Changing Management to Manage Change

The Coast Guard Signs On to the Management Revolution

VADM James M. Loy, USCG and CDR Mark Blace, USCG

Background - The Challenge We Face. All managers are well aware of the talk around Washington these days about "Results" when discussions focus on Federal agencies. We have also heard ongoing discussions about eliminating redundancy in the services government provides and ongoing Congressional and Administration-directed streamlining and reinvention initiatives. On the surface, little of this sounds new. Pundits have opined that the National Performance Review (NPR), Government Performance and Results Act (GPRA, a.k.a. the "Results Act"), the Clinger-Cohen Act, the Chief Financial Officers Act, the Government Management Reform Act (GMRA) and many other initiatives, new policies and directives issued in the last few years seem like a continuation of "business as usual" inside the Washington beltway. After all, PPBS of the McNamara era, ZBB and MBO of the Carter era, and other "popular" methods of building budgets and managing government have come and gone.

But this type of assessment is at best misleading and at worst portends doom for agencies that do not take notice. The management gauntlet has been thrown down, and unless agencies actively and aggressively move toward the end state described and required by these laws and executive directives, they risk not only public embarrassment as a result of intense scrutiny -- they risk losing their support base for continuing operations and may face deep cuts, both in terms of workforce and budget. The authors are of the mind that there is nothing short of a revolution occurring in the management structures of the Federal government

Adding to the urgency of this challenge is the agreement between the President and Congress to balance the budget by 2002 and tax relief legislation, which when combined will result in REAL reductions of up to 30 per cent or more in funds available for government operations over the next five years, particularly if the economy does not remain as robust as it is today. Faced with cuts of this magnitude, Congress must adopt a significantly different approach to funding agencies. Across-the-board cuts cannot work for a reduction this large. The alternative...targeted cuts. These will have to be done in a manner that yields maximum effectiveness for each dollar spent. American taxpayers expect service levels to be maintained despite deep cuts in budgets. While this appears to be a daunting task, Congress has given itself the tool to carry out their new mandate - the Results Act.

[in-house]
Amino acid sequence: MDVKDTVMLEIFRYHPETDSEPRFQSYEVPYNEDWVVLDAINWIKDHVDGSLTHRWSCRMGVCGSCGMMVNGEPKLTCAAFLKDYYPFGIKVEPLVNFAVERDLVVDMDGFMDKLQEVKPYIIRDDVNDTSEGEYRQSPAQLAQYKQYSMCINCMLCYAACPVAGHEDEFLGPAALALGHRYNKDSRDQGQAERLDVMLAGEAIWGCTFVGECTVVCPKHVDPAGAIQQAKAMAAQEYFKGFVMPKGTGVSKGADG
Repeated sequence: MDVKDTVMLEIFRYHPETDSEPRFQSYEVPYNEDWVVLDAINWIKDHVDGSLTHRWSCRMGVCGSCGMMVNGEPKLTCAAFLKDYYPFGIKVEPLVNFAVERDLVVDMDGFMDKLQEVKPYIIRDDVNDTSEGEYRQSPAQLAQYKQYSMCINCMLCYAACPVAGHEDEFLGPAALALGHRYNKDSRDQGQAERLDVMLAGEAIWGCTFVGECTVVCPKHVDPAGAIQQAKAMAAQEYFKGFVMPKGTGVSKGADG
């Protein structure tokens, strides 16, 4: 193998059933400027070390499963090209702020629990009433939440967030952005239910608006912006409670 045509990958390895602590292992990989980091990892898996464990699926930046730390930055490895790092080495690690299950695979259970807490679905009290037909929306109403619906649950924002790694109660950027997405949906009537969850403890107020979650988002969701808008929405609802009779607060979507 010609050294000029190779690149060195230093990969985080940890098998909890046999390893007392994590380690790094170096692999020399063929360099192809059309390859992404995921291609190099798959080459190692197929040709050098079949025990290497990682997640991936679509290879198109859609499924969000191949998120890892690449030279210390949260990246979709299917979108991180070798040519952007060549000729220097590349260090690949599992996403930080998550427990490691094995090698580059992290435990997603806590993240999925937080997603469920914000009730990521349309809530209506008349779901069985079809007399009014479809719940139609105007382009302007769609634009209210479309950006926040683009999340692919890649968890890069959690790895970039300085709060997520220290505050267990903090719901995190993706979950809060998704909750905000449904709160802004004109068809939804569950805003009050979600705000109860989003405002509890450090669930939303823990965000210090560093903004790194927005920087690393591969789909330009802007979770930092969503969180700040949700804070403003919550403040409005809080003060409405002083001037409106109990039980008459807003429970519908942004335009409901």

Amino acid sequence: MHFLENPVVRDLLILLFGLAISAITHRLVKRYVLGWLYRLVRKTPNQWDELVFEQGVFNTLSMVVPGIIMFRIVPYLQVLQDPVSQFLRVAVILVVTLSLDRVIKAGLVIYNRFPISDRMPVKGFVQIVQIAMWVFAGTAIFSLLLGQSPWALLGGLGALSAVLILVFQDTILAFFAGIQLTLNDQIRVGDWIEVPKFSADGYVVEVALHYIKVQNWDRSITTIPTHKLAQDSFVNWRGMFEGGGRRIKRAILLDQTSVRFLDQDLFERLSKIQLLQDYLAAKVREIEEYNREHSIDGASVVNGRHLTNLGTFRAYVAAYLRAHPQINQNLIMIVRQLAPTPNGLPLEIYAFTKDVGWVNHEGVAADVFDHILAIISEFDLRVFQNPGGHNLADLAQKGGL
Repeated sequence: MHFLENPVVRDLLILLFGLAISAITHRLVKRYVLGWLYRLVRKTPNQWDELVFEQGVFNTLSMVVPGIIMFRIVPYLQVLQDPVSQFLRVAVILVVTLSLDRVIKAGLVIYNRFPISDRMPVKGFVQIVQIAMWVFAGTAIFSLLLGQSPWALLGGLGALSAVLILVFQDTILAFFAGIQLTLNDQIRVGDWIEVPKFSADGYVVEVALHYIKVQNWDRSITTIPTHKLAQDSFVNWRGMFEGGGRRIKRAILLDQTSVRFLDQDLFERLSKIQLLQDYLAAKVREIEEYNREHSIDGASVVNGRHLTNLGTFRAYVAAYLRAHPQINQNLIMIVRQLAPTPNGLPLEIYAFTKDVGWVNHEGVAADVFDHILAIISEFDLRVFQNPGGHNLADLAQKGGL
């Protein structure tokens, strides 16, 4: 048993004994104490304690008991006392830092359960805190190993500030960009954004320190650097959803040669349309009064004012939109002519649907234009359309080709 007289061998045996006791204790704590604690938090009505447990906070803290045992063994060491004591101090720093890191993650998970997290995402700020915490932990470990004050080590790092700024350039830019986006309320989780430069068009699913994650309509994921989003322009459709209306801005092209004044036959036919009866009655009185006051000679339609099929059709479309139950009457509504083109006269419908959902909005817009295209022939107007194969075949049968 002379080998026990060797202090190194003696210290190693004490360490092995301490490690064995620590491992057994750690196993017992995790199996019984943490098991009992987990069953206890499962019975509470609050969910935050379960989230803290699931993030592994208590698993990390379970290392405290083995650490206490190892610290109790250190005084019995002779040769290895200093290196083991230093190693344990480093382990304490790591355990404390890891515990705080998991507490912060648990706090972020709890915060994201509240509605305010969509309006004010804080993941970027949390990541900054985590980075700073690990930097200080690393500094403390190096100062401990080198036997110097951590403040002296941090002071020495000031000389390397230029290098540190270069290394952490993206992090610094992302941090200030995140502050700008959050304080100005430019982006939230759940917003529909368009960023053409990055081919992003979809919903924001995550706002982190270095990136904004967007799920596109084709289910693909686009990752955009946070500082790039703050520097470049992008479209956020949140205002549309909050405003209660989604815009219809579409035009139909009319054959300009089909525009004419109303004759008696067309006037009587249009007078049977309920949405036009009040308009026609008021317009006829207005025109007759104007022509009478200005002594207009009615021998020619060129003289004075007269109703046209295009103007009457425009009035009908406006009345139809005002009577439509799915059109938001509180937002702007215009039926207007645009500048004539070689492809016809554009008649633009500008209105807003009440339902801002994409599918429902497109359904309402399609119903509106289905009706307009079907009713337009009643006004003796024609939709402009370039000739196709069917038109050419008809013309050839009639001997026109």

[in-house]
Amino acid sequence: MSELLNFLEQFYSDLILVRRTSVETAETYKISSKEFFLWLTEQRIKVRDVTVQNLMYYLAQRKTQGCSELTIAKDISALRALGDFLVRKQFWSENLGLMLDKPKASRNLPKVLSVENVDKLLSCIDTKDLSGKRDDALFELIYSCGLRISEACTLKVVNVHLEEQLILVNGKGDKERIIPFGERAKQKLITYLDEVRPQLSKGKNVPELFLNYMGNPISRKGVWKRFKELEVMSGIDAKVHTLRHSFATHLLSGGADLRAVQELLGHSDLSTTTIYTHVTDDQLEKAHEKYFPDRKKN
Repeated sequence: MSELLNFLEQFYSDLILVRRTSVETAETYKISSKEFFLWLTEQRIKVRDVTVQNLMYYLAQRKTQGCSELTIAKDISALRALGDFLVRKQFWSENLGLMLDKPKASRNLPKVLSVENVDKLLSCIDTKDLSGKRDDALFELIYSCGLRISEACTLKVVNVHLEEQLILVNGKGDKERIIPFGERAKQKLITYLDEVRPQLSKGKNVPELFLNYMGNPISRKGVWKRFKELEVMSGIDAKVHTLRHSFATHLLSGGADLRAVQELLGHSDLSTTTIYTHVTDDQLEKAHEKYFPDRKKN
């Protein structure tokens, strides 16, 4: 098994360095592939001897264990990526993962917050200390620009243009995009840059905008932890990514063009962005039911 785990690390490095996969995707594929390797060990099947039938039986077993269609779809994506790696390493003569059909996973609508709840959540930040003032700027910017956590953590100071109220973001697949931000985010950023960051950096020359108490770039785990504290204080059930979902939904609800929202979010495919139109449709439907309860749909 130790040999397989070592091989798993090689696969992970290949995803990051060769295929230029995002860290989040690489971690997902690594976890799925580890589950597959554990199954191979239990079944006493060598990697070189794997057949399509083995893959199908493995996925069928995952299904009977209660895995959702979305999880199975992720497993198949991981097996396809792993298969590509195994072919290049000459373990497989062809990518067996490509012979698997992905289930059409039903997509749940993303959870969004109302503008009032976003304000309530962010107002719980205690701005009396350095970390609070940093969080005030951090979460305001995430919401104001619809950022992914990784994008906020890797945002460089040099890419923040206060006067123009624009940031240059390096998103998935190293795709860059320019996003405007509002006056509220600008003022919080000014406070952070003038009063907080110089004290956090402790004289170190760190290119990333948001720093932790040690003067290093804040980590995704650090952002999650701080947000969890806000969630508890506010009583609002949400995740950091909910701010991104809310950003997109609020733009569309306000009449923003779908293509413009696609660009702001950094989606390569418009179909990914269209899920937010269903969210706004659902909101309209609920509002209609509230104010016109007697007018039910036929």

The Results Act. Passed as a further step toward reducing waste and mismanagement in government, the Results Act has also raised the bar in terms of internal management challenges within Federal agencies. Federal executives, and the organizations they manage, will now be held accountable for the overall performance of the agency measured against outcome goals, not just activity. The essence of the Results Act (Public Law 103-62, August 1993) is that Federal agencies exist to meet national interests, and that the activities an agency conducts and assets it employs are funded not as an end in themselves, but to produce outcomes. Further, the Act requires agencies to systematically examine their mandates, identify desired outcomes, and develop strategic plans that lay out how the agency will achieve its outcomes. The recognition that activity is not the goal -- that results are why Federal agencies exist -- may not seem very profound. However, upon deeper examination of the law and comparison to the way most agencies have been managed in the past, a significant shift in the way Congress will be looking at what the Executive Branch does becomes apparent. The final caveat in the Results Act is that the agency must link the activities it carries out in producing results to the budget it receives for operating expenses and for capital assets. The implication is that agencies that fail to link performance to budgets, fail to meet performance expectations, or provide similar services less efficiently than other agencies will face significant cuts or possibly even elimination.

The Coast Guard "Signs On". The Coast Guard has learned a great deal as it has moved toward compliance with these new management and planning requirements at the same time that it has streamlined and reorganized.